There are 4 common starts to open water swims:
- Treading water,
- Running start,
- Wading in, and
- Diving or jumping in.
You should become familiar with and practice each type in case your event uses them.
A treading water start is used when the water is too deep to do a running start and there is no wading area. You will enter the water from a dock (feet first is best) and usually have 1 to 3 minutes to tread water before the gun goes off. I suggest using the whole time allotted to get used to the water and slowly get your face and head wet to get acclimated and have good breath control.
To tread water you will be in water where you cannot touch the ground. You will be in a vertical position and can use your freestyle flutter kick, a bicycle kick (like you are riding a bike), or a scissor kick for the leg portion (like your legs are closing scissors). Your hands are going to be in front of you in a back and forth motion starting with both hands coming toward each other (as if they were going to clap but they don’t touch), then turn both hands to push away from each other, turn back to go toward each other, and continue this motion.
You don’t want to use a lot of effort for this piece of the event. You are merely staying afloat while keeping your body warm with the movements. You also don’t need much room to do this move. The hands stay close to the body and your legs are under you.
A running start is used when the beach is the entry point for the race. You will be grouped together in your swim wave and everyone will start at once by running down the beach to the water. Once you hit the water, use high knees to get over the water until you cannot use high knees anymore. Then you will either dive or slide into the water and start your swim. If you choose to dive in, make sure your goggles are secured tightly so they don’t come off during the dive. This start is common in ocean swims.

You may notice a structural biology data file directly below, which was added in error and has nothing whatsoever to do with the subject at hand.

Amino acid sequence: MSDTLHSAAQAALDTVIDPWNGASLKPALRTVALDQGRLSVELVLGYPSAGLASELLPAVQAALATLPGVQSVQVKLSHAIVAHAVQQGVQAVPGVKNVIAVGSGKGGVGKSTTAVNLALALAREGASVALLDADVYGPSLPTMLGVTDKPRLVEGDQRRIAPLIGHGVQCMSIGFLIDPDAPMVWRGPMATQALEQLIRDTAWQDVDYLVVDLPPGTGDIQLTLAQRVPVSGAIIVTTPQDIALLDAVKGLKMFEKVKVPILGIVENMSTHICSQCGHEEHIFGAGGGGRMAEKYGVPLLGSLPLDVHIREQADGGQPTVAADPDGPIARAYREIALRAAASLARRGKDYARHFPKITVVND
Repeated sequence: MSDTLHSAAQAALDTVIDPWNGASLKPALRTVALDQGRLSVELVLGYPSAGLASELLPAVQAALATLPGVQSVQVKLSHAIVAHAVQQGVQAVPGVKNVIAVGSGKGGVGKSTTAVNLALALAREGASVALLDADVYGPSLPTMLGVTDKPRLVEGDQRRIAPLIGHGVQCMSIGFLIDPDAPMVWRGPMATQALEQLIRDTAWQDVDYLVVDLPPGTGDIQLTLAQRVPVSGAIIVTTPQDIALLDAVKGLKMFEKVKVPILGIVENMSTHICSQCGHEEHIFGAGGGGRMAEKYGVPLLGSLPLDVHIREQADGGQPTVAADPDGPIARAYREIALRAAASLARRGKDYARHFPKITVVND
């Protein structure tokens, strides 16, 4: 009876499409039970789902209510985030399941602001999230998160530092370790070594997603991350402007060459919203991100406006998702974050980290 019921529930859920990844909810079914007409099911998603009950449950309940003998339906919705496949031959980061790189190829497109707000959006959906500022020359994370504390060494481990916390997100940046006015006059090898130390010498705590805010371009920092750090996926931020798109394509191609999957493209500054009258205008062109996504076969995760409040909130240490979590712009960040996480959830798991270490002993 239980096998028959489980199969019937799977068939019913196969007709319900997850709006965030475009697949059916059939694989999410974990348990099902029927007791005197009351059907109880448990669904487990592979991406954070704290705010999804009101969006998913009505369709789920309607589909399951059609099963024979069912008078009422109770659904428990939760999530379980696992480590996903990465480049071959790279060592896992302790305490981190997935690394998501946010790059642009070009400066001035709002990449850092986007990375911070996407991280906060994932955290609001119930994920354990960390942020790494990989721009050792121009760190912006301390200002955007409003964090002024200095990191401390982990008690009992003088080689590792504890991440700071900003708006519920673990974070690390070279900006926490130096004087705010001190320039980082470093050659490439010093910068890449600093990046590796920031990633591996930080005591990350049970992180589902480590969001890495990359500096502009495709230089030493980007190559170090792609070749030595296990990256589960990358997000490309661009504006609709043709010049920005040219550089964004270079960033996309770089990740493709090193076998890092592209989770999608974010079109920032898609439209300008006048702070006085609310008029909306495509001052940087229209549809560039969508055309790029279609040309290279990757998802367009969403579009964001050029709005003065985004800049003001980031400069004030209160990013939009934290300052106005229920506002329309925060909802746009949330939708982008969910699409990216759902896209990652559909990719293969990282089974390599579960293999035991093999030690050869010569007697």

A wading in start will put your wave in the water at about waist deep water waiting for the start signal. Once you are in the water and are waiting, get your face wet and stay as much in the water as possible to begin acclimating to the temperature. Once you get the signal to start, everyone will start swimming.
Diving or Jumping In
A dive or a jump in will be done in a pool or from a dock or a vessel. Some events do not allow for diving in so be sure to check the rules. When you jump in, splay your arms out and have your legs scissor kick up to try to keep your head above the water. That way you can control how your head goes into the water and not have to worry about your goggles falling off.
If you are diving in, place your goggles on your head before you put your swim cap on and tighten the goggles a bit more than usual. This will help your goggles stay on better during the entry into the water. Stack your hands one on top of the other, squeeze your ears between your arms, lean forward, and push off with your legs. You can have both legs in line or your strong leg to your back. Either way, you should practice your dive under a trained coach prior to your event so you can get used to the entry and don’t belly flop.
With any start, if you are not a strong swimmer, I suggest waiting a few seconds after the start signal to begin your swim. Let everyone else start first and then you can get your rhythm going. And, don’t forget your red cap!
Finally, before you sign up for your event, find out what kind of start they will be using and then practice, practice, practice. The more comfortable you are with each piece of the event, the better results you will get on race day. If I can provide any help to you on this subject, feel free to reach out to me at Carolanne@WinningSwimming.com
Posted February 28, 2017